And here is a special announcement. In mid-January (2005), I saw a news report that hinted that the city of Detroit is going to close down the Belle Isle Aquarium sometime in the near future. I have done research about the Belle Isle Aquarium for this edition of "Michigan Travel Tips." The city of Detroit has yet to announce when the aquarium will finally be closed, and, in fact, a press release issued by the city of Detroit only says that "Details regarding the closing date will be announced soon." It seems there is still time to take your family to the Belle Isle Aquarium, which was opened in 1904. If you wish to see the Belle Isle Aquarium before it is shut down, do not dawdle! Remember: The entrance to Belle Isle is at the intersection of East Jefferson and East Grand Boulevard (Detroit).
Your travel tips are:
The Arab American National Museum and Cultural Center, Dearborn, Wayne County, the Lower Peninsula.
The Arab Folk Museum, at the Arab Community Center, Dearborn, Wayne County, the Lower Peninsula.
Your sort-of travel tips are:
The Dearborn Family Theatre, Dearborn, Wayne County, the Lower Peninsula.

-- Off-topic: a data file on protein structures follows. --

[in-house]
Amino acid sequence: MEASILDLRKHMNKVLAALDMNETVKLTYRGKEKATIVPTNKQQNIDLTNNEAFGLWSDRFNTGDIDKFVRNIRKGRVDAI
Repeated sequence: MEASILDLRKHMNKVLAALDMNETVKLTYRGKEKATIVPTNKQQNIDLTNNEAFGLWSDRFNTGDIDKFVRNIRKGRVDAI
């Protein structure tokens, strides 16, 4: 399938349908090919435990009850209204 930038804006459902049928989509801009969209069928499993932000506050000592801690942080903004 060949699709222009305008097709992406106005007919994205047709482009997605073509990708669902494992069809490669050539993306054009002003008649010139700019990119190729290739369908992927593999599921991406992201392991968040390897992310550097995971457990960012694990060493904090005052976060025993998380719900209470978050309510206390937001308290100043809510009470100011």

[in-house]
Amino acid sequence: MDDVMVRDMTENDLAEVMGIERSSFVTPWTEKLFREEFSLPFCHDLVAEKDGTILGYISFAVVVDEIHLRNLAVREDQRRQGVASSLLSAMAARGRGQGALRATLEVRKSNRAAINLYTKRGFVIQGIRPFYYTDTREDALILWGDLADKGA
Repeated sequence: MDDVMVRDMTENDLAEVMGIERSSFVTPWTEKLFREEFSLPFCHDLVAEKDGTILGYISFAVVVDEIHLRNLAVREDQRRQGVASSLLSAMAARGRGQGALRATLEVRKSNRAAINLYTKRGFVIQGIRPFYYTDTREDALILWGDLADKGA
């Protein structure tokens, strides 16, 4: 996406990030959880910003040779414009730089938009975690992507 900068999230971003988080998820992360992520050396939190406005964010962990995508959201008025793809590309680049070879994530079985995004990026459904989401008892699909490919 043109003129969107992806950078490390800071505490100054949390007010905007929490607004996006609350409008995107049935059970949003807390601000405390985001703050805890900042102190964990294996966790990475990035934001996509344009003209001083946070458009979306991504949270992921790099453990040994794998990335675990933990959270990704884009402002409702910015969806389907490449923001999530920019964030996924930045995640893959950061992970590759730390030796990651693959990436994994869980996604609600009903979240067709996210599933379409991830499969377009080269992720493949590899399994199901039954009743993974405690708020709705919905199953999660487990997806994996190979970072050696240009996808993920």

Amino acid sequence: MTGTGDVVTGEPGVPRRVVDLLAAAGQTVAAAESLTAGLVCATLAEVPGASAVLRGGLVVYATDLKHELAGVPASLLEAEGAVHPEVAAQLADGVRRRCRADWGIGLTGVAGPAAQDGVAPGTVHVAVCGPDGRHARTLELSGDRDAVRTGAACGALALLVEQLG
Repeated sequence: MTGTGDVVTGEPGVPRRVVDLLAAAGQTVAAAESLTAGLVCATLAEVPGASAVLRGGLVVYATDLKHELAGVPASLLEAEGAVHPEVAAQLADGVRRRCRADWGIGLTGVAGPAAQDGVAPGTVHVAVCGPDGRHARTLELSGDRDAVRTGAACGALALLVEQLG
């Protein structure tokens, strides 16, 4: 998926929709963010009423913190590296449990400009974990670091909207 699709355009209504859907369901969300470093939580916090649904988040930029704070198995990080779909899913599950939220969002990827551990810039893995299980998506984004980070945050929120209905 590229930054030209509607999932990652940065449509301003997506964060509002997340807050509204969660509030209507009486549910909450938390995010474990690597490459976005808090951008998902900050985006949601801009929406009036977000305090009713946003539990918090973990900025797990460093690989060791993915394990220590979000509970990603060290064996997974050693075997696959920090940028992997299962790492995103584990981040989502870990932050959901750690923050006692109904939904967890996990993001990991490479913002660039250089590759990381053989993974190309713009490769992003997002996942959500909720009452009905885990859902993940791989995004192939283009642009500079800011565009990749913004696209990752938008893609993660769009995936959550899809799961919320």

The Dearborn Youth Theatre, Dearborn, Wayne County, the Lower Peninsula.
The Ford Community & Performing Arts Center, Dearborn, Wayne County, the Lower Pennsula.
Your special news announcement covers:
The Belle Isle Aquarium, Belle Isle (in the Detroit River), Detroit, Wayne County, the Lower Peninsula.
- - - Public Service Copy for Broadcasters (four pieces) - - -
February and March are cold months in Michigan, and if the
weather is cold enough, ice can be thick enough on some lakes in
the northwestern quarter of the Lower Peninsula that guys and
gals can take part in "ice racing." The "ice racing" that I am talking
about is ice racing done in cars. In 1982, the Michigan Ice Racing
Association was formed, and, since 1982, it has set up ice-racing
races at such lakes as Chippewa Lake, Hess Lake, and Big Star
Lake in winters. Over the years, some scheduled races have had
to be canceled because there was no safe ice. A couple races have
already been canceled this winter. But the winter is not over, so it
is possible you could yet see some ice racing this winter or even
take part in some ice racing. If you are looking for something